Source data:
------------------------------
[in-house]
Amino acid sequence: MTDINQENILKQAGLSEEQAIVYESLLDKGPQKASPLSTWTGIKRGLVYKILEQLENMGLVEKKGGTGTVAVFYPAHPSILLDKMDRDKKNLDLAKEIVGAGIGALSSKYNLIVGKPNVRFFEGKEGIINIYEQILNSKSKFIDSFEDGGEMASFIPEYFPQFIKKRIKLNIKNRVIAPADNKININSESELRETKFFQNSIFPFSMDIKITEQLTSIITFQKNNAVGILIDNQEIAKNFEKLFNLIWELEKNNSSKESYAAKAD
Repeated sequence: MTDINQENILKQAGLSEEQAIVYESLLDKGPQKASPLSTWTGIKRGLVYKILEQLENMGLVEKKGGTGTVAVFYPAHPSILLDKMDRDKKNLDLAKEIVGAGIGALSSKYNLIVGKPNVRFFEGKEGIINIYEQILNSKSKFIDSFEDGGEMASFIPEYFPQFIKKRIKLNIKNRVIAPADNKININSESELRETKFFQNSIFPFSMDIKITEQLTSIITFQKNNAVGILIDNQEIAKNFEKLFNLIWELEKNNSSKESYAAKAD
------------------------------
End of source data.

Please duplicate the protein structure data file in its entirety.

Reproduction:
[in-house]
Amino acid sequence: MTDINQENILKQAGLSEEQAIVYESLLDKGPQKASPLSTWTGIKRGLVYKILEQLENMGLVEKKGGTGTVAVFYPAHPSILLDKMDRDKKNLDLAKEIVGAGIGALSSKYNLIVGKPNVRFFEGKEGIINIYEQILNSKSKFIDSFEDGGEMASFIPEYFPQFIKKRIKLNIKNRVIAPADNKININSESELRETKFFQNSIFPFSMDIKITEQLTSIITFQKNNAVGILIDNQEIAKNFEKLFNLIWELEKNNSSKESYAAKAD
Repeated sequence: MTDINQENILKQAGLSEEQAIVYESLLDKGPQKASPLSTWTGIKRGLVYKILEQLENMGLVEKKGGTGTVAVFYPAHPSILLDKMDRDKKNLDLAKEIVGAGIGALSSKYNLIVGKPNVRFFEGKEGIINIYEQILNSKSKFIDSFEDGGEMASFIPEYFPQFIKKRIKLNIKNRVIAPADNKININSESELRETKFFQNSIFPFSMDIKITEQLTSIITFQKNNAVGILIDNQEIAKNFEKLFNLIWELEKNNSSKESYAAKAD